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What a Healthy, Low-Carb Diet Looks Like

September 2, 2015

Diet decision concept and nutrition choices dilemma between healthy good fresh fruit and vegetables or greasy cholesterol rich fast food with a man on a crossroad The media really distorted the great work of Dr. Atkins, whose low-carbohydrate approach to eating became extremely popular about 15 years ago.

Dr. Atkins never said it was okay to eat hot dogs, sausage and grain-fed burgers as long as you don’t put them on a bun. He never said you could eat steak for breakfast, lunch and dinner. Of course, that’s what you heard in the media.

It’s true that most people are overweight because of high loads of bad carbohydrates. These carbs lead to a host of chronic illnesses. In fact, the marker for type II diabetes in a blood test is hemoglobin A1c, which is also an important longevity marker. Your hemoglobin A1c level is directly influenced by carbohydrates. This is why a healthy, low-carb diet will help prevent type II diabetes.

But that doesn’t mean you can just cut out carbs and load up on bad fats.

When you reduce your carbohydrate load, replace bad fats with healthy fats, and consume foods that are high quality sources of protein, you force the body to burn fat instead of carbs. This is called a ketogenic diet, which we’ll discuss in greater detail in a future post.

So what are some sources of healthy fat and protein that should be part of a low-carb diet? Stay away from the hot dogs and other processed junk, and add these foods to your grocery list.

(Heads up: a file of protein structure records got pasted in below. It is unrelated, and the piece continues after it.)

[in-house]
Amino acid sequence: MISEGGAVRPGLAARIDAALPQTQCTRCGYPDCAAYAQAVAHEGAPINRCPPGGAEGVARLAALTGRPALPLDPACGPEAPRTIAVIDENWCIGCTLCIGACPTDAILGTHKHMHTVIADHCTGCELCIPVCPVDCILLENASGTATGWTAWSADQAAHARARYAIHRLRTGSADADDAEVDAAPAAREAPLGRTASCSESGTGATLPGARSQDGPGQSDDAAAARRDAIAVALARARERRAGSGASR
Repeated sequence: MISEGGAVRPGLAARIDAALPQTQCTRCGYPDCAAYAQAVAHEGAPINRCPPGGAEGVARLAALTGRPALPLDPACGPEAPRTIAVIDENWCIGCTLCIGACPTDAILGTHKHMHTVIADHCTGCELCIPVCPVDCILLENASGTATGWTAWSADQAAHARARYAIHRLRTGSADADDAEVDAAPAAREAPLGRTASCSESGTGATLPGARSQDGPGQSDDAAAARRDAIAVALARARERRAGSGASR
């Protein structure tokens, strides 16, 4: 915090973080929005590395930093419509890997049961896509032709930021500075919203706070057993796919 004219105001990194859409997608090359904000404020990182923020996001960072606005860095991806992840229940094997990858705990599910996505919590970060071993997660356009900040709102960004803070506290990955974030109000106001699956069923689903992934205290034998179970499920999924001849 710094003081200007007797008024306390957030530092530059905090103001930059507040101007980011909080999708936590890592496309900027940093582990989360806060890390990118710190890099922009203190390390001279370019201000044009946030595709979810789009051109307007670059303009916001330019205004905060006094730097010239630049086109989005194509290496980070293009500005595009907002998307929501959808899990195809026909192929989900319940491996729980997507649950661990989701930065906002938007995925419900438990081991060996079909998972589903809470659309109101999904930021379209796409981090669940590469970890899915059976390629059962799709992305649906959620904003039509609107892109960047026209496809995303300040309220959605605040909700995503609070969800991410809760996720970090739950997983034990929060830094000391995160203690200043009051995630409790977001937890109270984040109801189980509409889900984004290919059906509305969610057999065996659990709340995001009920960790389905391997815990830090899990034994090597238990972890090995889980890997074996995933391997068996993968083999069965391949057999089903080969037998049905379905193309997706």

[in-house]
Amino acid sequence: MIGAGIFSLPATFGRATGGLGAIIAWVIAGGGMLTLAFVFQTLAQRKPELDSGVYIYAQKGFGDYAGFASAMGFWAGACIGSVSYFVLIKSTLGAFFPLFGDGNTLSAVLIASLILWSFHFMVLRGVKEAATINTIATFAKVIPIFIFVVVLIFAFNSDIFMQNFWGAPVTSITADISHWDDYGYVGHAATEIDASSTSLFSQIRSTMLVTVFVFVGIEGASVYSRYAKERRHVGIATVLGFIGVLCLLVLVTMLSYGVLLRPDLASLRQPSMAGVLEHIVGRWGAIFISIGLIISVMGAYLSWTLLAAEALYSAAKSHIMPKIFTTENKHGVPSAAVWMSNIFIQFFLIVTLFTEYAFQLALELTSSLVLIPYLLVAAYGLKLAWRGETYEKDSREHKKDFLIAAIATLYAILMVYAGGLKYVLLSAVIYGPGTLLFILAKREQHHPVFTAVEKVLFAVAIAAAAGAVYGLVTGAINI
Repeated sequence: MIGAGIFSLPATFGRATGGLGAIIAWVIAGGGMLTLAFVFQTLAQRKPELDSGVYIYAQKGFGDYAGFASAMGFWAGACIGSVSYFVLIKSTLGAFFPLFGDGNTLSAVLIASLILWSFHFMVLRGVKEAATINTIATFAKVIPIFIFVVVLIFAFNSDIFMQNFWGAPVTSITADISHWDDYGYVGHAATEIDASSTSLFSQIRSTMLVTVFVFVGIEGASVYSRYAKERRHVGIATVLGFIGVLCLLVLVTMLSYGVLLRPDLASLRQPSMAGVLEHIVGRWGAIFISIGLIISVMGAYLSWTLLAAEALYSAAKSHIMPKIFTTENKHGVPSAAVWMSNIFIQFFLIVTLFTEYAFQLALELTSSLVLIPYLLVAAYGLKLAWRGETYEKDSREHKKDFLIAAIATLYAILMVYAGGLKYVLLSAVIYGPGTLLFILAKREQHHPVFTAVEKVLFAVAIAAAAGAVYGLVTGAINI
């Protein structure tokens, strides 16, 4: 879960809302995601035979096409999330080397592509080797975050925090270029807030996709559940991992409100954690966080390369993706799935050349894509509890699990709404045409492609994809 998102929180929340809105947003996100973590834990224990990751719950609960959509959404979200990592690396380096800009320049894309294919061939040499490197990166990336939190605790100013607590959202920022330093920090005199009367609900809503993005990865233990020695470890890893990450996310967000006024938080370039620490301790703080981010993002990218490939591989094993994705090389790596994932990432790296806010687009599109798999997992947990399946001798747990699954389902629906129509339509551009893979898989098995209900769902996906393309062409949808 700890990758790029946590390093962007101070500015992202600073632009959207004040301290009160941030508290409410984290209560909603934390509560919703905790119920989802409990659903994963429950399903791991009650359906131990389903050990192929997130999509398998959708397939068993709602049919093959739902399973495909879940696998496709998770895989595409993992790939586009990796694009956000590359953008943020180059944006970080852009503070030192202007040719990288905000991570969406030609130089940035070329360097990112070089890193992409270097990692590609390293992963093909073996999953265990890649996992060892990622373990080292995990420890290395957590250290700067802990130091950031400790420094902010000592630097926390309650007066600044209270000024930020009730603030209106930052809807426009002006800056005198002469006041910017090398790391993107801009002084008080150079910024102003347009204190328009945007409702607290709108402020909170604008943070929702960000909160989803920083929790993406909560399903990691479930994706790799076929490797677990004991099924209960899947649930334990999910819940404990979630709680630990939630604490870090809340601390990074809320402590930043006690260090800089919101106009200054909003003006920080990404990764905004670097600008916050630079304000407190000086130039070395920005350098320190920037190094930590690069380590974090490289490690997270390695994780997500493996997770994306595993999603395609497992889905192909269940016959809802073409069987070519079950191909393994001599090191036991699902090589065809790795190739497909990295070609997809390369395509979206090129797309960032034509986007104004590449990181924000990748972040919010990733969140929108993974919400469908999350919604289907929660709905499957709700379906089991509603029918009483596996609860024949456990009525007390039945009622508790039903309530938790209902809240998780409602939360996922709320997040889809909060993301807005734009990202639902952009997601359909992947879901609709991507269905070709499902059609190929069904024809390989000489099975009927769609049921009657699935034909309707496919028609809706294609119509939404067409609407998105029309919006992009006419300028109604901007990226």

Almonds: In addition to being a good source of healthy fat and protein, almonds have calcium and iron.

Macadamias: A bit more expensive than almonds, macadamia nuts have less protein but more healthy fats.

Avocados: This isn’t the unhealthy guacamole you get at chain restaurants. In its natural state, avocados are delicious and a great source of a number of vitamins and minerals.

Sunflower kernels: Eat them alone or on a salad and take advantage of the healthy fats and antioxidants.

Salmon: Just make sure you’re buying wild salmon and not farm-raised salmon, which are often pumped full of coloring and drugs to make them look more appealing to shoppers.

Organic eggs: Of course, the word “organic” is key. You only want eggs from chickens that were fed certified-organic feed and treated humanely. In a previous post, I discussed the misconceptions about free-range and cage-free labeling.

Olive oil: Forget about butter, margarine and processed salad dressings. Use natural, organic olive oil for dressing and cooking.

If you’re going to incorporate white or red meat into your diet, make sure the animals were fed an organic and plant-based diet, not grains. Grains are fed to animals to make them fat and marketable, not make them healthy. Of course, dark leafy green vegetables are low in carbs and should be a part of virtually any diet.

Remember, if a doctor recommends a low-carb diet, that’s not a green light to eat unhealthy fats. You can’t replace a hot dog bun with a piece of lettuce and call it a healthy meal. Look for sources of healthy fats and protein, and speak with a nutritionist to develop the right low-carb eating plan.

Dr. Proodian

Dr. James Proodian is an accomplished chiropractic physician, health educator, and professional public speaker who founded Proodian Healthcare Family of Companies to help people feel better, function better, and live longer. His expertise is in identifying clinical imbalances and restoring the body to health and functionality. Contact: jproodian@naturalhc.com or (732) 222‑2219.